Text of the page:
• Meeting folks “where they’re at.” Comedy also has the advantage of being a key element of popular culture, with comedians entering our psyches through everything from late-night television to hit podcasts and social media memes. Through comedy, it’s possible to bring climate stories to the masses, meeting people within their daily entertainment routines and challenging them to take on new information. As Markovitz explains, “It’s about working with your audience to identify what aspects of climate change can be integrated into their existing ways of understanding the world around them, and providing a new, yet relatable, lens through which to reassess what they know.”
  • Finding common ground. Humor is also a way to break down barriers and divisions among people and find common ground. That’s why cartoons and comics are considered a universal art form, transcending language and cultural barriers through their simple graphics and straightforward messaging (often with a twist). Comedy doesn’t simply lower people’s defenses, it “temporarily suspends social rules and connects people with ideas and new ways of thinking or acting.” As Boykoff points out: “Comedy exploits cracks in arguments. It wiggles in, pokes, prods and draws attention to the incongruous, hypocritical, false and pretentious.” In doing so, it can make complex issues like climate change seem more accessible and manageable.
  • Sparking reflection and evolving the conversation. Sometimes comedy can be disarming, exposing uncomfortable truths while also presenting the facts, all with a veneer of humor. In doing so, it encourages thought, reflection, and conversation about an issue that people may not otherwise engage on. In a 2018 study, Boykoff and Osnes analyzed a series of stand-up comedy shows focused on climate change, tracking how audiences responded over a three-year period. They found that climate comedy not only helps to raise awareness of climate change, but also brings an emotional element to the conversation, spurring both knowledge formation and problem solving. “Comedic approaches can influence how meanings course through the veins of our social body, shaping our coping and survival practices in contemporary life,” the researchers conclude.
  • Replacing despair with hope. The light-heartedness of comedy can also bring people to their “happy place,” giving them a sense of hope (and inspiration) despite the heaviness of the world. As psychologist Susan M. Koger has noted, “if there’s no hope, then there’s no reason to take action.” In a 2019 study, Boykoff and Osnes explored how “good-natured comedy” (as opposed to satire) helps people “positively process negative emotions regarding global warming” and “sustain hope.” The researchers found that after students participated in a number of comedy workshops related to climate change, 90 percent of the participants said they felt more hopeful about climate change, and 83 percent said they felt their commitment to taking action on the issue was stronger.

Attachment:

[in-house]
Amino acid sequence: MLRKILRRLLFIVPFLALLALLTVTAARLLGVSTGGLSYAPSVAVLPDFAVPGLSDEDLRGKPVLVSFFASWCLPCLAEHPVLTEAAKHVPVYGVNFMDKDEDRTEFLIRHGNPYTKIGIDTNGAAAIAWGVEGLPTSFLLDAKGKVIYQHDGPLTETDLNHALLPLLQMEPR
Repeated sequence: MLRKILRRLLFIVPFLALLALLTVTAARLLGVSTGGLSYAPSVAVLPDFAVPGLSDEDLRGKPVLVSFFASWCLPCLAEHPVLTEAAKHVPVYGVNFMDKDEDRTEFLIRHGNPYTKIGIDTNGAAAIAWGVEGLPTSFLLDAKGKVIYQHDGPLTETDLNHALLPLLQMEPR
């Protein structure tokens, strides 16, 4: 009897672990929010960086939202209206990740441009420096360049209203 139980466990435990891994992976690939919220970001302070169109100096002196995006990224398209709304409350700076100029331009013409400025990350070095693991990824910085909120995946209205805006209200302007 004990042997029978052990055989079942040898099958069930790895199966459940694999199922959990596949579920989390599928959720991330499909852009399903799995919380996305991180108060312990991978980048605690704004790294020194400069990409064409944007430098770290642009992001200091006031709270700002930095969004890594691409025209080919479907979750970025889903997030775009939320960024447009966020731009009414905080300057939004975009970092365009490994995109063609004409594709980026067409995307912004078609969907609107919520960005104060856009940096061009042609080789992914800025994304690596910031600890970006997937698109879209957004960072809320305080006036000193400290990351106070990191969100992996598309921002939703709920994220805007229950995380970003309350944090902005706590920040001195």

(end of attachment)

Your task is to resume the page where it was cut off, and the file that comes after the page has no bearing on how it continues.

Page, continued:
If there’s no hope, then there’s no reason to take action

Overall, these findings suggest that comedy provides a way for participants to “process emotions that allow joy, fun, and hope to sustain their commitment to grow as climate communicators.” Moreover, the students reported that “flipping the script” on climate change—from doom and gloom to comedy—could also help others feel more empowered to take action. Ultimately, the goal of climate comedy (and similar creative communications) should be to “pair crisis narratives with solutions,” particularly by offering practical, meaningful pathways to action. As writer Nina Pullano concluded in a recent article: “Comedy won’t fix the climate crisis, to be sure. But in these trying times, it might be a key ingredient in helping us cope with the challenges—and respond to them.”

What to do…what to do…


Quick poll: even though the data seems to show its potential, does anyone think that humor has been leveraged enough in climate communications to date? We certainly don’t think so, and we’re ready to do something about it. Generation180 is thrilled to announce our brand-new podcast, Comedians Conquering Climate Change. It’s the funniest, most accessible, and shortest podcast addressing today’s critical climate and clean energy topics. Each week join comedian, writer, and teacher Esteban Gast as he enlists the help of fellow comedians to single-handedly save the planet.

Listen to our first episode below and subscribe on all of your favorite podcast services.